One link led to another, and to another, and finally led to some very bad news.
The connections: Better Roads, a magazine that was my arch-rival when I was publisher of Roads & Bridges, named Mike Anderson editor of the month trade magazine. Anderson had been an editor at Construction Equipment magazine. This made me want to call Terry McGinnis, one of the best B2B sales reps I've ever known.
I'd known Terry McGinnis since late 1991 when I first joined McGraw-Hill in San Francisco -- I was publisher of Daily Pacific Builder, a daily (M-F) newspaper mostly composed of construction bid news, and Terry was an advertising rep for Intermountain Contractor. Back then, McGraw-Hill's Construction Information Group was made up of regional construction magazines, a couple daily newspapers, and was anchored by Engineering News-Record.
It was an interesting group and an amazing team. Some moved on, some got promoted, but like all teams it eventually broke apart when the internal McGraw-Hill politics changed the dynamics.
Terry got a break and joined the sales team at ENR shortly after I left McGraw-Hill and moved to Chicago to take over R&B. Later he moved on to Cahners to sell Construction Equipment. Terry and I would see each other at industry trade shows and client events regularly - the Gomaco Open, a golf tournament put on each year by the concrete paving manufacturer, is fondly remembered. We traded gossip, talked about clients, had a few beers, and were certain that one day we'd be in a situation where we would work together in the same group or on the same publication. When I saw clients and mentioned Terry's name they would always say that he was their favorite rep. (The west coast territory for construction publishing is a difficult territory. One better not burn clients or your prospect list will grown smaller very quickly.)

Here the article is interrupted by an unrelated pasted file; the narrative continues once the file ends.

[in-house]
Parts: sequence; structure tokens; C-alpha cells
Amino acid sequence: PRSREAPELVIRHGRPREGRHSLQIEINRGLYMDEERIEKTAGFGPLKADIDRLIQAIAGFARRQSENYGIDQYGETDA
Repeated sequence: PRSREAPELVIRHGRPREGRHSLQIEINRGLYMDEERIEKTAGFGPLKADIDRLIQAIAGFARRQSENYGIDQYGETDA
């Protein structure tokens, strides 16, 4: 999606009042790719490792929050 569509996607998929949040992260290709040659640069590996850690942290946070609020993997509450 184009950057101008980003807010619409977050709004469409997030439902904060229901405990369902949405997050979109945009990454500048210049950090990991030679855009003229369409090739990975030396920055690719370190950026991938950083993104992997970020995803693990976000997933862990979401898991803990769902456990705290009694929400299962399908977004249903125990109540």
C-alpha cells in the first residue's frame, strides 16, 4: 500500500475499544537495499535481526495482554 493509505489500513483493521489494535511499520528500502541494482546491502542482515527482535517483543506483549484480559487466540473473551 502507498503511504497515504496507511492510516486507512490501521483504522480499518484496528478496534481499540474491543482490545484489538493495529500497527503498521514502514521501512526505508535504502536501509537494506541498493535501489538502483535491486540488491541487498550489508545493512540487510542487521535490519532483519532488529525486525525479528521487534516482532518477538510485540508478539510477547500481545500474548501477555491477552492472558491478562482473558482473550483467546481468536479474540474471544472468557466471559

Thin, with a warm smile, Terry McGinnis was an athlete -- a competitive cyclist, competing in over-30 contests when I knew him.
But a little over three years ago Terry was diagnosed with cancer. He left CE on a leave of absence, first off and on, then permanently. Eventually the length of time between our conversations grew longer.
But while Terry McGinnis may have stopped selling trade magazine advertising, he was not done selling. He worked hard to resurrect the Tour of Utah bike race and when he finally succumbed to cancer late last fall, he was eulogized in the Deseret News for his work in cycling: "Utah lost one of its biggest ambassadors for the sport of cycling Saturday when Terry McGinnis, the executive director of the Tour of Utah, passed away after a long battle with cancer."
"He was pretty much the savior of the Tour of Utah," Burke Swindlehurst, a professional cyclist from Salt Lake City was quoted as saying. "To step in and resurrect the event, even though he was going through what he was ... it takes a special person to accept that challenge."
In the comments section an anonymous client of Terry's from McGraw-Hill days posted "Terry was just a terrific guy. I first met him when I bought an ad in the Intermountain Contractor 18 years ago, and bumped in to him over the years-he was a high quality person!!!!" Page McGinnis, Terry's brother wrote "My brother was my hero, thanks for all the kind words. It's amazing how many lives he touched!"
I called Phil Bridge, the president of Journal Graphics these past 16 years since leaving the McGraw-Hill group, this afternoon. Phil knew why I had called the minute I said Terry's name. "He was just a great guy" was all he could say. Sadly, Terry's former publisher at Intermountain Contractor, Bob Marshall, had passed a couple of years ago after suffering from ALS. It's been a tough couple of years for sure.
So I wanted to write this post because as great a guy Terry may have been, as great a promoter of local cycling, I will remember Terry McGinnis as a truly great B2B magazine representative -- one who cared about his industry, about his clients, and about the people who work in the B2B media field. This shouldn't go unnoticed.